Articles 1 - 3 of 3
Full-Text Articles in Urban Studies and Planning
Imagining The Unimagined Metropolis: Privilege, Liminality, And Peripheral Communities In The Contemporary Urban Situation, Colton R. Sherman
Electronic Thesis and Dissertation Repository
Various works of psychogeographic literature explore privileged and non-privileged communities and spaces through narrative and character development. Novels of this sort—specifically those by China Miéville, Neil Gaiman, and J.G. Ballard—feature narratives where their respective protagonists undergo a liminal metamorphosis and transform from a monotonous, albeit privileged urbanite into a free-associating inhabitant of the urban periphery: the unimagined, non-privileged space of urban detritus. By engaging with these authors’ novels alongside the works of the Situationists, Walter Benjamin, Rob Nixon and others, the goal of this thesis is to explore how the dominant urban epistemologies are subverted—whether or ...
The Price Of Cosmopolitanism: Globalization, Class Structure, And Language Endangerment In Shanghai, Fang Xu
All Dissertations, Theses, and Capstone Projects
Over the last two decades, Shanghai has experienced an unprecedented transformation, as China’s economic globalization and urban expansion have increased rapidly. Looking beyond statistics and architectural spectacles, I examine a seemingly personal choice in Shanghai, speaking Putonghua Mandarin, the official language, or the Shanghai dialect. This study contextualizes the contested urban linguistic space, and illustrates the political, social, and cultural conditions in this China’s globalizing city.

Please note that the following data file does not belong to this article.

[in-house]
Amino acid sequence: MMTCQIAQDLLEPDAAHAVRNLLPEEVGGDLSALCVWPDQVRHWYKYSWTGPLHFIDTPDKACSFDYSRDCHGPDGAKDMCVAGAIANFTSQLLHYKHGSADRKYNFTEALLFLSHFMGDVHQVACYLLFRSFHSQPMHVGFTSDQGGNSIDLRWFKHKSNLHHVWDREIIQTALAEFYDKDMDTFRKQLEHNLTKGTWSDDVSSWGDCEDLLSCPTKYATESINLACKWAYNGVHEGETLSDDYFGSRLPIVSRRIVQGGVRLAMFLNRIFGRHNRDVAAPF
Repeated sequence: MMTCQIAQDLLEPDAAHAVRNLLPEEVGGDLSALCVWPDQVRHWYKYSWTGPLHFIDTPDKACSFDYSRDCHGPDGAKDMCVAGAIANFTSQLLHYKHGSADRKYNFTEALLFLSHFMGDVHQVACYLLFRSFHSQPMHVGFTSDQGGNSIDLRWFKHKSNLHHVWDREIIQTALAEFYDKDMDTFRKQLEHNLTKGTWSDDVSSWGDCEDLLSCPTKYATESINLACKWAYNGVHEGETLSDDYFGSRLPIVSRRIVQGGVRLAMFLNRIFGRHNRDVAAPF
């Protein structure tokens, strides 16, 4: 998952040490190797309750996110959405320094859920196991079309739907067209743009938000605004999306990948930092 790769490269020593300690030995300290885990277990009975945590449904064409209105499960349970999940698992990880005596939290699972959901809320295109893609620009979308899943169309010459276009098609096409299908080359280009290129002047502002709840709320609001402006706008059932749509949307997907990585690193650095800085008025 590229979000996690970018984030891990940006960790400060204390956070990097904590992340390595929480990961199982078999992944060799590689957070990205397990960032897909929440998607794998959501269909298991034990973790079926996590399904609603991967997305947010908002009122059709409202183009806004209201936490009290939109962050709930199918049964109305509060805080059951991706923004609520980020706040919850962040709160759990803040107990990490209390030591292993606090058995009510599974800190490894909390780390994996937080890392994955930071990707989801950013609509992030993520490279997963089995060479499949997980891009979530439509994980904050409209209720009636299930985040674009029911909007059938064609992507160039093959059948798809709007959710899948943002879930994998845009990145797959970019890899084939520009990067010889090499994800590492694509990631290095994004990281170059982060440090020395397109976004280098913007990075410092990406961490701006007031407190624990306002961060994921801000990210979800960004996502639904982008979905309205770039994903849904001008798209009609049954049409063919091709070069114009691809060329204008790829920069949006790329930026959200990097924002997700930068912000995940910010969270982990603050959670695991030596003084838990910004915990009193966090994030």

Through archival research, fifty in-depth interviews, two hundred and fifty survey questionnaires, and ethnographic fieldwork in Shanghai in the fall and winter of 2013, I document the impact of three sets of ...
Constructing The Welthauptstadt Germania: Spatialities Of Biopower And Sovereign Violence In The Nazi Capital, Sara Krumminga
Geography Graduate Theses & Dissertations
This thesis explores the important role of Nazi spatialities in shaping the Third Reich by focusing on the planning and rebuilding of Berlin, the Reich capital. In particular, it analyzes the plans for the city as an apparatus of biopolitical sovereignty. These plans served to foster a biopolitics of the population, securing life for Aryan Germans, while at the same time excluding Jews and exposing them to sovereign violence. Ultimately, the spatial arrangements of the new city helped lead to the politicization of all German life. Drawing largely on Foucault and Agamben, this thesis seeks to uncover a spatialized expression ...